The Wimbledon Workout: Tennis-Inspired Exercises

Want to get that rockin’ tennis bod but don’t belong to a fancy club? Fear not! We have the perfect tennis workout to get your heart pumping, increase your agility and strengthen those muscles. Let’s get started!

Warm up!

warm up wimbleton workout

 [photo: Fitness Magazine, Divine Glowing Health

Plyometrics are a great way to stretch and get your heart rate up all at once. Warming up is key, whether you’re just working out or playing a game of tennis. You risk serious heart and muscle injuries if you just jump right into an intense workout (especially cardio). For all of these moves, set a distance you’re comfortable with whether it be to the end of the gym and back, around a track, or in your home. High Knees are a pretty standard move; bring your knees up to your chest as fast as you can while moving forward. This engages your core, thighs and butt while stretching your hamstrings. Butt Kicks are another simple one; while slowly running forward kick your butt with your heels. This is great for stretching your quads and engaging your calves. Karaoke is a little more complicated. Start by turning sideways, then you’re going to shuffle but cross one foot in front of the other, and face the opposite way on the way back to engage both legs. This is great for warming up your hips, outer and inner thighs–it may sound silly but they do more than you think! If you’re still confused, watch a video here.

Cardio & Agilities!

wimbleton workout cardio[photo: CWheel, TC Personal Training

Tennis is a sport all about endurance as well as agility and speed. Suicides are an aptly named exercise that will make your heart pump right out of your chest! Set a full distance–for example, a football field. Start at the end zone and sprint all the way to the other end zone. Jog back to where you began. Turn around and spring to the 50 yard line, then jog back. Get it? You can make these as grueling as you want based on your endurance. For example, you can make each interval on 5 yards apart or 25 for an easier time. On to agilities, which are much easier and SAFER if you begin the workout with plyometrics, because they require you to quickly change direction. Ladders are great for any experience bracket. Either get a ladder (your local gym might have a specific exercise ladder) or use sticks, or draw lines in the dirt–as long as it resembles a ladder. As fast as you can, run through the ladder while making sure to get both your feet in each square. You can change it up by doing ladder karaoke, going in and out of every square or changing what direction you’re running. Sprint/Backpedal is another great exercise to help you increase the speed with which you can change direction. Simply sprint for a distance, then backpedal as quick as you can.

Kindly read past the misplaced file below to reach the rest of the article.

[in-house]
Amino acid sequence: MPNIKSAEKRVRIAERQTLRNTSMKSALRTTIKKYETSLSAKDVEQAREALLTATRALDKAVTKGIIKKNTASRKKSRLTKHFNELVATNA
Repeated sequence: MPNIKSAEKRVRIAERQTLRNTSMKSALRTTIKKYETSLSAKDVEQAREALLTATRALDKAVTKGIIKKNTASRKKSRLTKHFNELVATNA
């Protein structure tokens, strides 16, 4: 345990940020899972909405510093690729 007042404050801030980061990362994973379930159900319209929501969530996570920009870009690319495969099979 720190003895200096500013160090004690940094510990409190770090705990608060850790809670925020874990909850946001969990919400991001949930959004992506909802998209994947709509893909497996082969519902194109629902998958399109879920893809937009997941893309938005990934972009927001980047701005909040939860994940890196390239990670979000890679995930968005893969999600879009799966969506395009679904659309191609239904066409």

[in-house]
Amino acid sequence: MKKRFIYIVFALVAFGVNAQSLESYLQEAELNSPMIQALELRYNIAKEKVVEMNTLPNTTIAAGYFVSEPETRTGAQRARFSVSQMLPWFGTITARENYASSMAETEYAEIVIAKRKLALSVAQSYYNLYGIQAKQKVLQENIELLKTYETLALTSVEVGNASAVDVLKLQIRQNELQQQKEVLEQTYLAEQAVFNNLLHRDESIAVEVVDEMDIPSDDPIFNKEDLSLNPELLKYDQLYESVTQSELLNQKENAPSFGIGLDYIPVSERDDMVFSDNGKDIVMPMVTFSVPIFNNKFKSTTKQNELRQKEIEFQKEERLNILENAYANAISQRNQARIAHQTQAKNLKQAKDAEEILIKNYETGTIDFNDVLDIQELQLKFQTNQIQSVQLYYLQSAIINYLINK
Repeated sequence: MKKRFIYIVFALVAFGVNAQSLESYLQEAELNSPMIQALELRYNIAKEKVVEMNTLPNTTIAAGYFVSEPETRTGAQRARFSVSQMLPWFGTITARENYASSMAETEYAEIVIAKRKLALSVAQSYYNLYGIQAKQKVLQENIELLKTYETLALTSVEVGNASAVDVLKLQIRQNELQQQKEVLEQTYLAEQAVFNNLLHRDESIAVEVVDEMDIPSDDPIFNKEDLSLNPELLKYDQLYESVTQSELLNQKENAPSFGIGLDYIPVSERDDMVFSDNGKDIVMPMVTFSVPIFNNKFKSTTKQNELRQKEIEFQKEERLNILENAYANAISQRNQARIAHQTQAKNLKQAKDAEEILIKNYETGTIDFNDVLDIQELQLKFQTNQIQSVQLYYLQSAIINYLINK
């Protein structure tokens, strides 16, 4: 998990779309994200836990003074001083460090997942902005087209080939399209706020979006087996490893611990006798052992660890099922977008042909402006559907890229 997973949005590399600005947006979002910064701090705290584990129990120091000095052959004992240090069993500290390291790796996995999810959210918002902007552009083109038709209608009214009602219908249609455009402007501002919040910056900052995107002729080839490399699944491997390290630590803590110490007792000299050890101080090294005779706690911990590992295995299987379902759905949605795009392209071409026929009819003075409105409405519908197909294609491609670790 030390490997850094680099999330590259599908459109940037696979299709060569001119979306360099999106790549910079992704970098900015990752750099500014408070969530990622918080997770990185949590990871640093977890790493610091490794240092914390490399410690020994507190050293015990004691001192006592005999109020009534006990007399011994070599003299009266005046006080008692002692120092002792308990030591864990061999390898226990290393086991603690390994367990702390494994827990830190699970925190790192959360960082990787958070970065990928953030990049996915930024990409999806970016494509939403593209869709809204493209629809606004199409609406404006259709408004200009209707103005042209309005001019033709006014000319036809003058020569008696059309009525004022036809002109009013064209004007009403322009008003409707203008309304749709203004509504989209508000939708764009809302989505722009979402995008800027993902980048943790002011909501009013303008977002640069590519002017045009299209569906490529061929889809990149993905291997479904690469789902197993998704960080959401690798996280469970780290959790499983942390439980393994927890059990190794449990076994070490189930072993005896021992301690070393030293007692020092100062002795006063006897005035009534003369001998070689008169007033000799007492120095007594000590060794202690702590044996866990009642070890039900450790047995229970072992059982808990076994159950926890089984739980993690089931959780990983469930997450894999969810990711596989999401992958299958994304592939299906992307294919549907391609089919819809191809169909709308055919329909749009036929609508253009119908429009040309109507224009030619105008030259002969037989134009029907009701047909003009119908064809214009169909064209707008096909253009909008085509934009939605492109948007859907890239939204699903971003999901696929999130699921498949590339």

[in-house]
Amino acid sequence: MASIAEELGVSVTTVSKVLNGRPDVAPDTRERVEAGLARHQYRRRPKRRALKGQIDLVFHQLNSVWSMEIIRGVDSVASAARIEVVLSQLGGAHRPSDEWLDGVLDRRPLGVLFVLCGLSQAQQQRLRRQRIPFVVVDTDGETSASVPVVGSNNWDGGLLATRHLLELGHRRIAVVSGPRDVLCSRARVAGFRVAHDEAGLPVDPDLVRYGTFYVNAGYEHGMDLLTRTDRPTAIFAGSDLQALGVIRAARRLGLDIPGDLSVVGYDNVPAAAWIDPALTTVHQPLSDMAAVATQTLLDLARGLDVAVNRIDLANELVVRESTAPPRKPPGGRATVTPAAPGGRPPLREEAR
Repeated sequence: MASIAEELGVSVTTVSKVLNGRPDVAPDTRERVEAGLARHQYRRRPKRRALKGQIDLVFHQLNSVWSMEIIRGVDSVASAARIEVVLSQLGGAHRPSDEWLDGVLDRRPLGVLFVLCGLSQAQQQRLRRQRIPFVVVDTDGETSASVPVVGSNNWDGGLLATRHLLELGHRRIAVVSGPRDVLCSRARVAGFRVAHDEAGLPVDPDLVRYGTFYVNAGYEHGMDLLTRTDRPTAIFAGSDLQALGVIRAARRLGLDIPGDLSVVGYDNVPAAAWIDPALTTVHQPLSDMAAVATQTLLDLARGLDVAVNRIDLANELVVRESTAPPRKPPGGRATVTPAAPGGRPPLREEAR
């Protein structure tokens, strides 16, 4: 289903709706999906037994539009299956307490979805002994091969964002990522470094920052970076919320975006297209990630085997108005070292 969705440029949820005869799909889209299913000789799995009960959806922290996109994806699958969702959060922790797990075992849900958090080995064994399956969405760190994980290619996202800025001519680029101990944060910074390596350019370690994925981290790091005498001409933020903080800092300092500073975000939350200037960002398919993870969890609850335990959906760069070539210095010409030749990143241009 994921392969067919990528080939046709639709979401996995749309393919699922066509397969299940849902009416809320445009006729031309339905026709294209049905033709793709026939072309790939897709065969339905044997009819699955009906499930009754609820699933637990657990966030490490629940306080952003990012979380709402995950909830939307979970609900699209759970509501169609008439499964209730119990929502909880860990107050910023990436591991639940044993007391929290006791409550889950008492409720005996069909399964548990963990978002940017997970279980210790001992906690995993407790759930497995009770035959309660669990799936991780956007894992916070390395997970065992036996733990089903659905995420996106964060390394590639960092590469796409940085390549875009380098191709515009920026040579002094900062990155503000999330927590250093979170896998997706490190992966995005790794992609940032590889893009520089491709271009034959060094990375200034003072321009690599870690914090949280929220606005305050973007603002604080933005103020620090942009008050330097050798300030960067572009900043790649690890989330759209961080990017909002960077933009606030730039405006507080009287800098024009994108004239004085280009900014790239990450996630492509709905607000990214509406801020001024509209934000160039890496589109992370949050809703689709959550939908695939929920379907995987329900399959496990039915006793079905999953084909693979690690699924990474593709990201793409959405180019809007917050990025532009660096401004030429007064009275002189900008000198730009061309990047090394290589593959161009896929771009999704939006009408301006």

arms wimbleton workout

[photo: Vitogo, Big Mountain Riding, FitQuip]

Although tennis really uses every single muscle in the body, we’re going to focus on arms. Medicine Ball Slams are really fun and relieve a lot of tension, so do them when you’ve got some steam to blow! Take a non-bouncy medicine ball and slam it to the ground. For a bonus leg workout, squat to pick up the ball. If this is too hard on your back, simply throw the ball up and catch it instead. Forearm Curls are a tennis necessity because they strengthen the wrist. Sit on a workout bench and place your elbow on your thigh. Curl a dumbbell with your wrist, turn it over after 10 reps and curl the opposite way. Tricep Bench Dips are a super effective workout that uses body weight instead of dumbbells. Sit on a workout bench as if it were an actual bench. Put your arms down on the bench, extend your legs fully and keep them straight as you dip your butt to the floor. Keep your elbows in so you can focus on working your arms. Raise yourself back up and repeat. 

What’s your favorite tennis inspired workout move?

Featured Photo by Clive Brunskill/Getty Images


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